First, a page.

Functional electrical stimulation-assisted cycling of patients with multiple sclerosis: Biomechanical and functional outcome – A pilot study
Johann Szecsi, Cornelia Schlick, Martin Schiller, Walter Pöllmann, Nikolaus Koenig, Andreas Straube
Objective: To determine whether functional electrical
stimulation-supported ergometric training of patients with multiple sclerosis has a prosthetic or therapeutic effect on biomechanical (power, smoothness of cycling) and functional outcomes (walking capability, strength of muscle, spasticity).
Design: Twelve subjects with multiple sclerosis participated in an electrical stimulation-supported ergometric training (3 sessions/week for 2 weeks). Measurements were made in a cross-over design to study prosthetic (with and without stimulation) and therapeutic effects (before and after training).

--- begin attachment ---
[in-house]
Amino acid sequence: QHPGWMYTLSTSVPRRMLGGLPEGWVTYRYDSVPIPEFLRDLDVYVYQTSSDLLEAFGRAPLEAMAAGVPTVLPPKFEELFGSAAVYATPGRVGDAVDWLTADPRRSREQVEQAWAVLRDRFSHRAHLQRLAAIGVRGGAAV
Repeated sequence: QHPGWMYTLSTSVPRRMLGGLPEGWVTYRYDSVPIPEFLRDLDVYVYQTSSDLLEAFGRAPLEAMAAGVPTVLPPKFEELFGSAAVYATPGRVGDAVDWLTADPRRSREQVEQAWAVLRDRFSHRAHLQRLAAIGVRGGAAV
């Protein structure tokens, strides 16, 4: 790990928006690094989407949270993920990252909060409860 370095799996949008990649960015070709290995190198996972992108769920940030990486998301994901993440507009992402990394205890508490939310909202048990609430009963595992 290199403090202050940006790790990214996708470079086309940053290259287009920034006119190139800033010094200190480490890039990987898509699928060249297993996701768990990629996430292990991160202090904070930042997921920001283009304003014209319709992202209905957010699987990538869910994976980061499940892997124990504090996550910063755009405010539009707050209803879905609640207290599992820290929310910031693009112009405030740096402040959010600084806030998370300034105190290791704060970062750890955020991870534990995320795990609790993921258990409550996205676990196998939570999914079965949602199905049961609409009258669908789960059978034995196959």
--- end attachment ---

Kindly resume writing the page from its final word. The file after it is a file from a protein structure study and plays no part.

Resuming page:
Methods: Power and smoothness were calculated by cadence and torque recordings of cycling and spasticity; strength and walking capability were measured by the Modified Ashworth Scale, Manual Muscle Test, and 10-Metre Walk Test.
Results: The power and smoothness of pedalling significantly improved prosthetically with electrical stimulation (p = 0.02), but did not show significant improvement over the 2 weeks of training. Significant short-term reductions in spasticity (before vs after training session; p < 0.05) were found. Isometric strength did not increase significantly during the 2-week training period and there was no improvement in walking ability.
Conclusion: Patients with multiple sclerosis are able to improve their cycling power and smoothness by pedalling with stimulation. We suggest that severely affected patients benefit more from functional electric stimulation-cycling therapy than do slightly affected patients.
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